Touchstone

The short winter days of New England are drained of all color and replaced with its absence, white, black and gray.  The naked branches, gnarled and arthritic bend under the weight of the sunless sky and the lakes and ponds become frozen.  I moved into a one bedroom apartment, optimistically called a garden level but more realistically described as a subterranean hovel the first time my wife left me in the winter of 2005.

There were three small rooms with no space for color; the walls, the cheap wooden kitchen cabinets, the appliances, the linoleum floors, the metal folding closet doors and the popcorn ceilings where all devoid of pigment. For all of its whiteness, the light was scarce; limited by the sun’s winter struggle and the small rectangular windows perched just above the soil line.  The furnishings, a mattress on the floor, a cardboard box for a night stand, a tattered upholstered loveseat and an old tube TV screamed early American squatter.  The complex was made up of cinder block buildings too far from Boston and not far enough away on the edge of Interstate 495 in a town called Marlborough.  In my mind the name of the town conjured up the image of  a nicotine stained, leathery old cowboy hacking and sputtering in his final days, an apt description of the town.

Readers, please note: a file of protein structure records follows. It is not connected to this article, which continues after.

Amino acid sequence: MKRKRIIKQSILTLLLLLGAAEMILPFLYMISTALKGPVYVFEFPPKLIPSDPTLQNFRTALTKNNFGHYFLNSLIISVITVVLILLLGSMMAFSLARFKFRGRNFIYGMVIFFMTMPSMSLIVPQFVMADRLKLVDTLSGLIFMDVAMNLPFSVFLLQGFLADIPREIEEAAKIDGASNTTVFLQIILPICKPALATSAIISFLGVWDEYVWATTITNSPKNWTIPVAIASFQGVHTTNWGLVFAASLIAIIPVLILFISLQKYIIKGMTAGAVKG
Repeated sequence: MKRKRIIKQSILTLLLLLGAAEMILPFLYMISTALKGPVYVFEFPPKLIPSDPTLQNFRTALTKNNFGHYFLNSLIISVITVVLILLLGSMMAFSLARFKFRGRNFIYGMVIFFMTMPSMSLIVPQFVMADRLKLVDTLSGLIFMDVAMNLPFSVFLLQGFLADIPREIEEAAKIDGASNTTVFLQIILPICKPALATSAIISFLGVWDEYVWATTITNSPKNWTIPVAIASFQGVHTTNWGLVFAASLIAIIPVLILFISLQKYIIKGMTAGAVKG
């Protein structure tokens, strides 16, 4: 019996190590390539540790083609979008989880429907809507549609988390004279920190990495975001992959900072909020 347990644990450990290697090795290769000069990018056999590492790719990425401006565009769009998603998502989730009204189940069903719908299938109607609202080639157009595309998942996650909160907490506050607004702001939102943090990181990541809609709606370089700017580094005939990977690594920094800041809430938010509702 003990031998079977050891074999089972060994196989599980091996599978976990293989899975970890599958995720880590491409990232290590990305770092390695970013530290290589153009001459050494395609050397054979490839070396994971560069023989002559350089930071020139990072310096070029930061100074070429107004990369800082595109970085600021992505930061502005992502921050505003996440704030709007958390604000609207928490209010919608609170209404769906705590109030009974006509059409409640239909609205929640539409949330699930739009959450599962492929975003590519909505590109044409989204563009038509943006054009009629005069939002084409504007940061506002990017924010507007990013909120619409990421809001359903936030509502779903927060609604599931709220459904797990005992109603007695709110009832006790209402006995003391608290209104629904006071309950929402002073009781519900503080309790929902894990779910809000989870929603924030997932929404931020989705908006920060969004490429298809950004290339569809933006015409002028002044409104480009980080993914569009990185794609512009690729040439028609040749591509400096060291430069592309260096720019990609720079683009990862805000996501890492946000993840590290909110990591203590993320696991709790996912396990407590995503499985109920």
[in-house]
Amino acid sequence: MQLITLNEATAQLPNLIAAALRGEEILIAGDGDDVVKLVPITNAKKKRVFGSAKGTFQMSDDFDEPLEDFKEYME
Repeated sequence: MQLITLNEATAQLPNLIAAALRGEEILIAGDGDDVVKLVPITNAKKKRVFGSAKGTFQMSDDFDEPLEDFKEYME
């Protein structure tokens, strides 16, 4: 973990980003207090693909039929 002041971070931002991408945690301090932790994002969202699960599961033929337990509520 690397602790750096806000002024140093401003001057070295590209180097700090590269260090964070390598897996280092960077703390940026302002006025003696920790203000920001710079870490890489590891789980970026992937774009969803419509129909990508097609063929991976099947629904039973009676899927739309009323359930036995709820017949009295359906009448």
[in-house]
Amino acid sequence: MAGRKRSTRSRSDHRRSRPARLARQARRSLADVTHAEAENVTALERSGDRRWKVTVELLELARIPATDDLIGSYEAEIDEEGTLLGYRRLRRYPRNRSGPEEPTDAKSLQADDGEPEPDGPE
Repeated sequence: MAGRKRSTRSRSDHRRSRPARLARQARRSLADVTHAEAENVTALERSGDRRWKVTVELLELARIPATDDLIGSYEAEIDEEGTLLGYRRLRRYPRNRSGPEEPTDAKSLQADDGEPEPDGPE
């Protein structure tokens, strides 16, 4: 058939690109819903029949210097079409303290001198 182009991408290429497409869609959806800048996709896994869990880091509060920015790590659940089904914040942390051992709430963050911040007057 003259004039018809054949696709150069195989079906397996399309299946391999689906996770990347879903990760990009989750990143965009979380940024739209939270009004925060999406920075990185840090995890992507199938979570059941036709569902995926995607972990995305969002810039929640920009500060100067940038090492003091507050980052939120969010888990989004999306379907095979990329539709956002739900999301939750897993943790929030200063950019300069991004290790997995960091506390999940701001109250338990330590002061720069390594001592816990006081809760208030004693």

Brazilian immigrants made up the largest population of the complex.  Any rare interaction with adjacent neighbors was limited to two or three words of mangled English. Foreign food smells seeped into the halls and Portuguese television stations shouted through the walls.

On New Year’s Eve, I found myself alone, sitting in the car outside of Longfellow’s Wayside Inn located in an affluent bordering town watching the glow of the red inn’s windows become brighter in the encroaching darkness. A festive couple parked their car, kissed and quickly made their way through the cold into the Inn.  I imagined the orange glow of the fire, the red table cloths, the green pine boughs and the laughter that fell like broken glass. A light snow began to fall as I made my way back to my apartment.
I fell asleep that night looking at a smooth polished stone sitting on my cardboard night stand.  I had collected it from a Maine beach on a sunny summer day, fascinated by its perfect roundness and glittering bits of quartz.  Who knows where its journey began or where it would end, tossed and tumbled by the tides its true beauty at last revealed. 

Under the crushing weight of white I dreamt in color that night.


 

 

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